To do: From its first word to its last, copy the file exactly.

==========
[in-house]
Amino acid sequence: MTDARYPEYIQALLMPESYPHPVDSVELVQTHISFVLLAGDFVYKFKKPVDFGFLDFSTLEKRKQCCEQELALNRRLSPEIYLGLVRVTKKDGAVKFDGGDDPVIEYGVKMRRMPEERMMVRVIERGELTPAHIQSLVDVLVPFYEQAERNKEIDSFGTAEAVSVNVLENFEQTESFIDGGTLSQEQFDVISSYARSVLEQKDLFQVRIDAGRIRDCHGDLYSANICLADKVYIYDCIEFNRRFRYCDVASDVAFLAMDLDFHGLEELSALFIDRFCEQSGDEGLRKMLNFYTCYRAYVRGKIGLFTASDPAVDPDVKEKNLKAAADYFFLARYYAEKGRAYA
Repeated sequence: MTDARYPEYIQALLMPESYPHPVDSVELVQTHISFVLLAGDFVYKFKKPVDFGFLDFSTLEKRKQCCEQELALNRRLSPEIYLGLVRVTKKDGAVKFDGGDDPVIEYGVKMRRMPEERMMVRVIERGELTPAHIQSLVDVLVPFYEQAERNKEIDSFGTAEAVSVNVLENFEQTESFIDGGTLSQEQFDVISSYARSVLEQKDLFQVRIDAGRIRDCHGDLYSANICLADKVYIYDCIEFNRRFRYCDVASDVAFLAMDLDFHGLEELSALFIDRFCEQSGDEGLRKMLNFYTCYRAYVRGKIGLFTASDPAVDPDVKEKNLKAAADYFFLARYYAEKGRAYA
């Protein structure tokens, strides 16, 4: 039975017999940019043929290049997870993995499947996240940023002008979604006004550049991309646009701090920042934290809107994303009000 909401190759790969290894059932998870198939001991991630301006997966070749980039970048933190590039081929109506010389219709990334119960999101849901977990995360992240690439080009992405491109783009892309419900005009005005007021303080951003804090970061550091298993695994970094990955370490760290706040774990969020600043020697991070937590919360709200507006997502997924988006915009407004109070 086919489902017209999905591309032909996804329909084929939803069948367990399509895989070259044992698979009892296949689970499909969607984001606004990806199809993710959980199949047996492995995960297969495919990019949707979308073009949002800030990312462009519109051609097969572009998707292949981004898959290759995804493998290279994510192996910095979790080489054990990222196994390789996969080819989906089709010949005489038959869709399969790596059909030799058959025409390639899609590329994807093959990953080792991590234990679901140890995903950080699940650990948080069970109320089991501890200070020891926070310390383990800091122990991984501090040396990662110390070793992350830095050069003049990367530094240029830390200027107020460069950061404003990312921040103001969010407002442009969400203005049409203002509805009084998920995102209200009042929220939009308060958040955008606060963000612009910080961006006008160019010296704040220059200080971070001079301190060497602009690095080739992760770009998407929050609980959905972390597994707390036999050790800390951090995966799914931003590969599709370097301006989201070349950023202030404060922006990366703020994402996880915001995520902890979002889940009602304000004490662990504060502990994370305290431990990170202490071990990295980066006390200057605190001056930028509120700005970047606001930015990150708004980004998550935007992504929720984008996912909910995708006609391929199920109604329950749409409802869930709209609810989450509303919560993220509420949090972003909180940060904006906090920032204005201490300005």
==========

[in-house]
Amino acid sequence: MTDARYPEYIQALLMPESYPHPVDSVELVQTHISFVLLAGDFVYKFKKPVDFGFLDFSTLEKRKQCCEQELALNRRLSPEIYLGLVRVTKKDGAVKFDGGDDPVIEYGVKMRRMPEERMMVRVIERGELTPAHIQSLVDVLVPFYEQAERNKEIDSFGTAEAVSVNVLENFEQTESFIDGGTLSQEQFDVISSYARSVLEQKDLFQVRIDAGRIRDCHGDLYSANICLADKVYIYDCIEFNRRFRYCDVASDVAFLAMDLDFHGLEELSALFIDRFCEQSGDEGLRKMLNFYTCYRAYVRGKIGLFTASDPAVDPDVKEKNLKAAADYFFLARYYAEKGRAYA
Repeated sequence: MTDARYPEYIQALLMPESYPHPVDSVELVQTHISFVLLAGDFVYKFKKPVDFGFLDFSTLEKRKQCCEQELALNRRLSPEIYLGLVRVTKKDGAVKFDGGDDPVIEYGVKMRRMPEERMMVRVIERGELTPAHIQSLVDVLVPFYEQAERNKEIDSFGTAEAVSVNVLENFEQTESFIDGGTLSQEQFDVISSYARSVLEQKDLFQVRIDAGRIRDCHGDLYSANICLADKVYIYDCIEFNRRFRYCDVASDVAFLAMDLDFHGLEELSALFIDRFCEQSGDEGLRKMLNFYTCYRAYVRGKIGLFTASDPAVDPDVKEKNLKAAADYFFLARYYAEKGRAYA
């Protein structure tokens, strides 16, 4: 039975017999940019043929290049997870993995499947996240940023002008979604006004550049991309646009701090920042934290809107994303009000 909401190759790969290894059932998870198939001991991630301006997966070749980039970048933190590039081929109506010389219709990334119960999101849901977990995360992240690439080009992405491109783009892309419900005009005005007021303080951003804090970061550091298993695994970094990955370490760290706040774990969020600043020697991070937590919360709200507006997502997924988006915009407004109070 086919489902017209999905591309032909996804329909084929939803069948367990399509895989070259044992698979009892296949689970499909969607984001606004990806199809993710959980199949047996492995995960297969495919990019949707979308073009949002800030990312462009519109051609097969572009998707292949981004898959290759995804493998290279994510192996910095979790080489054990990222196994390789996969080819989906089709010949005489038959869709399969790596059909030799058959025409390639899609590329994807093959990953080792991590234990679901140890995903950080699940650990948080069970109320089991501890200070020891926070310390383990800091122990991984501090040396990662110390070793992350830095050069003049990367530094240029830390200027107020460069950061404003990312921040103001969010407002442009969400203005049409203002509805009084998920995102209200009042929220939009308060958040955008606060963000612009910080961006006008160019010296704040220059200080971070001079301190060497602009690095080739992760770009998407929050609980959905972390597994707390036999050790800390951090995966799914931003590969599709370097301006989201070349950023202030404060922006990366703020994402996880915001995520902890979002889940009602304000004490662990504060502990994370305290431990990170202490071990990295980066006390200057605190001056930028509120700005970047606001930015990150708004980004998550935007992504929720984008996912909910995708006609391929199920109604329950749409409802869930709209609810989450509303919560993220509420949090972003909180940060904006906090920032204005201490300005």